I read a couple of pieces of "advice" pretty often in financial books and articles. One is this: even if you are "short" on money, establish a habit of giving money to those less fortunate than you [because you will get back more than you give]... I know that there are some religious connotations to this.... I am certainly not denigrating anyone's religious beliefs, but it seems to me that this is a "money myth" that doesn't seem to have any grounding in reality and could potentially get you in trouble.
The other "money myth" is related to this one ... "if you get rid of stuff, you make room for more in your life" whether it's more physical "stuff" or more other "stuff" like relationships, etc. What's up with that one? I know that getting rid of excess stuff feels good, and it certainly can give you more time to pursue other things ... but that seems more common sense and less metaphysical.
So what are your thoughts on these two related money myths ... ? Have you found this to be true in your life? Why? What are other "money myths" you've heard? Have you found them to be true? Please share.
Many Fools responded with their thoughts and experiences. Here are a few of them.
Cbrown24 replied: "Personally I believe they are both myths. I grew up with the first one, parents who tithed. We didn't have a very good diet and I didn't have enough socks. Still, this doesn't mean I don't donate money to charity or causes I believe are worthwhile and I am always de-cluttering, it seems like."
Slowlrnr said: "I have no idea whether there is any truth to [the first myth]. Logically, it doesn't make any sense, yet I've seen it occur in my own life. Last year, when we really started dealing more responsibly with our finances, more money came in. Even when in the depths of debt repayment, we still felt a 'pull' to donate to specific causes.... We had a 401(k) appear from a job I had five years ago (I had no idea about the account). We also stumbled across a tax error from three years ago that gave us a $1,000+ refund."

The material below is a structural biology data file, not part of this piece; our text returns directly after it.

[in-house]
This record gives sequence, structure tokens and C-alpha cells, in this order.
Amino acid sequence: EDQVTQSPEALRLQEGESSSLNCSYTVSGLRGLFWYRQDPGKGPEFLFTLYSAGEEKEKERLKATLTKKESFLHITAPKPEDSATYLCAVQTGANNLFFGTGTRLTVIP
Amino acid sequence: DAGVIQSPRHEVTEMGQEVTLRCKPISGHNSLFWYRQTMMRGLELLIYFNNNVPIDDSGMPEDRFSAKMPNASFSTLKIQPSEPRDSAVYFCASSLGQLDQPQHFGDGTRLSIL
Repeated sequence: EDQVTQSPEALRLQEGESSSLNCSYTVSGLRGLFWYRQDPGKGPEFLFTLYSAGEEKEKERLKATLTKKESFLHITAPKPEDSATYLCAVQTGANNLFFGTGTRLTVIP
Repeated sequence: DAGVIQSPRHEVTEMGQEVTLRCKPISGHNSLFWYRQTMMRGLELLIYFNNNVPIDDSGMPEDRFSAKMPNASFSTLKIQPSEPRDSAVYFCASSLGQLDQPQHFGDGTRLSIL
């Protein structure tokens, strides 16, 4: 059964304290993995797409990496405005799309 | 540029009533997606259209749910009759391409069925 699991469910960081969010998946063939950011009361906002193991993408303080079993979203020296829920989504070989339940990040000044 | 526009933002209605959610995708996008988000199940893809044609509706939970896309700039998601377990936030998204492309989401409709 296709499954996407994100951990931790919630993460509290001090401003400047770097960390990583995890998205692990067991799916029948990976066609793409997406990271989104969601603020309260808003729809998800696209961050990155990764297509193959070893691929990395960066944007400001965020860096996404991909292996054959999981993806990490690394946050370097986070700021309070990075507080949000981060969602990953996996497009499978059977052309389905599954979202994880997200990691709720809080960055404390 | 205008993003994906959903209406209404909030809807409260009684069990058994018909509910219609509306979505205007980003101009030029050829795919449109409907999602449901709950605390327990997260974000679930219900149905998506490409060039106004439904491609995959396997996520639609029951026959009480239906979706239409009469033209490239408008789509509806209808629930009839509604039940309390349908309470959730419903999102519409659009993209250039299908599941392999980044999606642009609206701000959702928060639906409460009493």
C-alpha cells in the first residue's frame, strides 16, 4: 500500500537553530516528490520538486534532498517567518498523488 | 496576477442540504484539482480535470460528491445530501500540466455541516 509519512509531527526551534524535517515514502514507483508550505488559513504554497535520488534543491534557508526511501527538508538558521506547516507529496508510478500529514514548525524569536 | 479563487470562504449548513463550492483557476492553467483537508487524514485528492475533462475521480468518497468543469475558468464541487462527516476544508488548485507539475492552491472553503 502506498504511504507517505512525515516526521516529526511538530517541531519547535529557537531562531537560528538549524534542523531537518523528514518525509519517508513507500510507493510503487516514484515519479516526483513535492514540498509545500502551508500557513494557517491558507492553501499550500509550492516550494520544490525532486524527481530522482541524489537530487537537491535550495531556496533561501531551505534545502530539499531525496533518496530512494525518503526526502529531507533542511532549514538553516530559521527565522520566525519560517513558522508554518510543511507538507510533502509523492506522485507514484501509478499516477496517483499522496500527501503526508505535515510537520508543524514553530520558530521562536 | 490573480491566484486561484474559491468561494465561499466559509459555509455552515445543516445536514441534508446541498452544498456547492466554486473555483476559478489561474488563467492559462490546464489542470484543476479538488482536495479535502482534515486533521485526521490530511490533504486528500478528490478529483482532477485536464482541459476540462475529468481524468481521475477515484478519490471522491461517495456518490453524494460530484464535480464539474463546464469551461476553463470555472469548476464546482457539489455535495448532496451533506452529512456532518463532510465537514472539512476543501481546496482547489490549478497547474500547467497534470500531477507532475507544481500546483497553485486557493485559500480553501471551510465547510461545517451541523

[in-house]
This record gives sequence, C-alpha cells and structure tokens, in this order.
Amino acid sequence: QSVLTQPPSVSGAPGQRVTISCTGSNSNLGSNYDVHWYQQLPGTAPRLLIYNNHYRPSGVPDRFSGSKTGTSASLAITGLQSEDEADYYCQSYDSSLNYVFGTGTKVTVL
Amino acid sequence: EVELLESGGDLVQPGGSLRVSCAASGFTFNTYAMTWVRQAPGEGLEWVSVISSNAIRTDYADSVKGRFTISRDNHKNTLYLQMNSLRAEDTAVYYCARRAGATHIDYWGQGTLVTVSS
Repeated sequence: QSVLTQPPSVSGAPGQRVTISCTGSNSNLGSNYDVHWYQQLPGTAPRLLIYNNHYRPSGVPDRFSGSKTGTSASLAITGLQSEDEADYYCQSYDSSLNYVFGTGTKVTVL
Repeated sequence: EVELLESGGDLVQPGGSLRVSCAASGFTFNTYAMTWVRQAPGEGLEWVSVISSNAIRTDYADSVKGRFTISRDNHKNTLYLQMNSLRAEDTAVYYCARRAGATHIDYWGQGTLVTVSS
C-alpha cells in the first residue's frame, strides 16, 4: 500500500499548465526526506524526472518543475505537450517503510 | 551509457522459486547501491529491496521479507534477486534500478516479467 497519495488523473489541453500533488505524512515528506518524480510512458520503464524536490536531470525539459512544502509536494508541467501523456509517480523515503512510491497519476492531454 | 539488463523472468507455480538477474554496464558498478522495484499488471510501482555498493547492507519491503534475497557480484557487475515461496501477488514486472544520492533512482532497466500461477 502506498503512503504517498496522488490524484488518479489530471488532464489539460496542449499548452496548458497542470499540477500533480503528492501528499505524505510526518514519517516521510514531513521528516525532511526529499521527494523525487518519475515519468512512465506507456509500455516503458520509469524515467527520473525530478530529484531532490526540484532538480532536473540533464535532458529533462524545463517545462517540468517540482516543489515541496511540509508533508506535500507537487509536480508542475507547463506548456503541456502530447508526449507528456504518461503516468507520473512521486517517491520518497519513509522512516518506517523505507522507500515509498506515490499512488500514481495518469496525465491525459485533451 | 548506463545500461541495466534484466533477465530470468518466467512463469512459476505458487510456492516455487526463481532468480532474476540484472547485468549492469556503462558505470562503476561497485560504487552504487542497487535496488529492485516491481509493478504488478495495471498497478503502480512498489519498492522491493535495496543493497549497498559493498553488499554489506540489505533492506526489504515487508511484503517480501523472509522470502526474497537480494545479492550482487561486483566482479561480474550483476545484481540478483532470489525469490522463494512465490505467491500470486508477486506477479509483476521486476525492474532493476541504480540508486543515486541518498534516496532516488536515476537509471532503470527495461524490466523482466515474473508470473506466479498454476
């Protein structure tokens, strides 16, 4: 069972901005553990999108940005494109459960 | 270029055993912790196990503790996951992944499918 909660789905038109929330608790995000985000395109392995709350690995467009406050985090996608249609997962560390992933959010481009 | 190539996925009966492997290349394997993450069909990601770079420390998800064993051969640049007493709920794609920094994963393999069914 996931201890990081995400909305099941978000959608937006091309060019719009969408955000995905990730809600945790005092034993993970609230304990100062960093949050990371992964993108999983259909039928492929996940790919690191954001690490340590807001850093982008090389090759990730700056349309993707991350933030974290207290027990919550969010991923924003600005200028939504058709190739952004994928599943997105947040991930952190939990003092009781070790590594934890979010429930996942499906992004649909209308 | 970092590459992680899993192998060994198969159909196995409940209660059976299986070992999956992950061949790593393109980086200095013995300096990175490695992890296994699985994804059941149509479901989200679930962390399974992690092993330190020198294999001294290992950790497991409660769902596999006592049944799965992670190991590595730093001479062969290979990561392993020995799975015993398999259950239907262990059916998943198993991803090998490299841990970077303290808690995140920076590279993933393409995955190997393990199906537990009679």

How could scenarios like the one above be explained? Ramsfanray offered one take: "I think that if a person is donating money to charity, especially people on tight budgets, they are very conscious of how much money they can donate and still pay their bills. So they watch their money a little more carefully, and as a result they 'find' money."
Naggingfool also offered a thoughtful explanation: "I suspect that both of these work ... because dealing with money isn't solely a rational matter, it's also an emotional one. And a lot of people who have trouble with money have more trouble handling the emotional aspects. So these two myths are about building habits that make financial change easier.... Thinking about other people who are not as comfortable as we are tends to make us appreciate what we have more. This means it's easier to 'deny ourselves' those little treats we thought we needed. If I have money for a deluxe coffee every day, I do have enough money to help a child in Africa. That sort of thinking. Also, helping someone else makes you feel like a more successful person. Doing something positive makes you feel in control of your situation, which makes it easier to do the hard things you need to do to get in control of your situation."
Reader99 noted: "I started seriously giving material things away in 1995. The more I try to keep open spaces in my house, the more stuff keeps coming in. I went from Wanting Wanting Wanting, wanting something every day and every week, to struggling to keep the stuff out. It's beating down the doors to get in now that I can take or leave having more stuff, and even prefer not to. I started giving money away when I read an article [that] postulated that when you give away money you see yourself as a person who has plenty, and then your life starts to act as if you really do have plenty -- act your way into the state you want to be in. It seems to me it worked."